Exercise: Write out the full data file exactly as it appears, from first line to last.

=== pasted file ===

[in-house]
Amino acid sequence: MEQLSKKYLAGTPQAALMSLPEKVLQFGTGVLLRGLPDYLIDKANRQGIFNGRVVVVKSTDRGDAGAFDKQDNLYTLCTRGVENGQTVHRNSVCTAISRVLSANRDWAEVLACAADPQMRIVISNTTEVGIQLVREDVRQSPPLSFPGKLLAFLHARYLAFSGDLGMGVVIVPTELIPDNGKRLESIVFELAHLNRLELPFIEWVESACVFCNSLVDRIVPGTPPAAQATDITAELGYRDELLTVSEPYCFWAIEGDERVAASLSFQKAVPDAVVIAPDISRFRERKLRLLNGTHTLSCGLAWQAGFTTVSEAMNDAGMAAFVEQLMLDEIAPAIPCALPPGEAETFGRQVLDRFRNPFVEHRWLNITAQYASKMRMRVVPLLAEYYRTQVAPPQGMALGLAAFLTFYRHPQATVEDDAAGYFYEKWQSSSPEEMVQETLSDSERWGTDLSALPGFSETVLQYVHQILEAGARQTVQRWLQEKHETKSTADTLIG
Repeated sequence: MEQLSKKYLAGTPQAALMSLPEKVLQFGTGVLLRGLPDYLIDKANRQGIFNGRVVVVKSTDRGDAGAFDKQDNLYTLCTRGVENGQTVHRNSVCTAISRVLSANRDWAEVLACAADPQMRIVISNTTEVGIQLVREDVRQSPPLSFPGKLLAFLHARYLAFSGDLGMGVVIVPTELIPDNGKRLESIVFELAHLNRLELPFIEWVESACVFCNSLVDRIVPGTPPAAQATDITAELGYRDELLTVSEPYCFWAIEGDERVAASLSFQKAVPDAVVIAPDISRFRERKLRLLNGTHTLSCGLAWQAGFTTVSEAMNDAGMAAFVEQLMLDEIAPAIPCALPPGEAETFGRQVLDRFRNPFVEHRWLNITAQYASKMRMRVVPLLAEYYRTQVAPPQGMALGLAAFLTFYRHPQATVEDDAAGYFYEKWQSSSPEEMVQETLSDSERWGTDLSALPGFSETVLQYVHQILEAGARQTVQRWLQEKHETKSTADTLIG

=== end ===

[in-house]
Amino acid sequence: MEQLSKKYLAGTPQAALMSLPEKVLQFGTGVLLRGLPDYLIDKANRQGIFNGRVVVVKSTDRGDAGAFDKQDNLYTLCTRGVENGQTVHRNSVCTAISRVLSANRDWAEVLACAADPQMRIVISNTTEVGIQLVREDVRQSPPLSFPGKLLAFLHARYLAFSGDLGMGVVIVPTELIPDNGKRLESIVFELAHLNRLELPFIEWVESACVFCNSLVDRIVPGTPPAAQATDITAELGYRDELLTVSEPYCFWAIEGDERVAASLSFQKAVPDAVVIAPDISRFRERKLRLLNGTHTLSCGLAWQAGFTTVSEAMNDAGMAAFVEQLMLDEIAPAIPCALPPGEAETFGRQVLDRFRNPFVEHRWLNITAQYASKMRMRVVPLLAEYYRTQVAPPQGMALGLAAFLTFYRHPQATVEDDAAGYFYEKWQSSSPEEMVQETLSDSERWGTDLSALPGFSETVLQYVHQILEAGARQTVQRWLQEKHETKSTADTLIG
Repeated sequence: MEQLSKKYLAGTPQAALMSLPEKVLQFGTGVLLRGLPDYLIDKANRQGIFNGRVVVVKSTDRGDAGAFDKQDNLYTLCTRGVENGQTVHRNSVCTAISRVLSANRDWAEVLACAADPQMRIVISNTTEVGIQLVREDVRQSPPLSFPGKLLAFLHARYLAFSGDLGMGVVIVPTELIPDNGKRLESIVFELAHLNRLELPFIEWVESACVFCNSLVDRIVPGTPPAAQATDITAELGYRDELLTVSEPYCFWAIEGDERVAASLSFQKAVPDAVVIAPDISRFRERKLRLLNGTHTLSCGLAWQAGFTTVSEAMNDAGMAAFVEQLMLDEIAPAIPCALPPGEAETFGRQVLDRFRNPFVEHRWLNITAQYASKMRMRVVPLLAEYYRTQVAPPQGMALGLAAFLTFYRHPQATVEDDAAGYFYEKWQSSSPEEMVQETLSDSERWGTDLSALPGFSETVLQYVHQILEAGARQTVQRWLQEKHETKSTADTLIG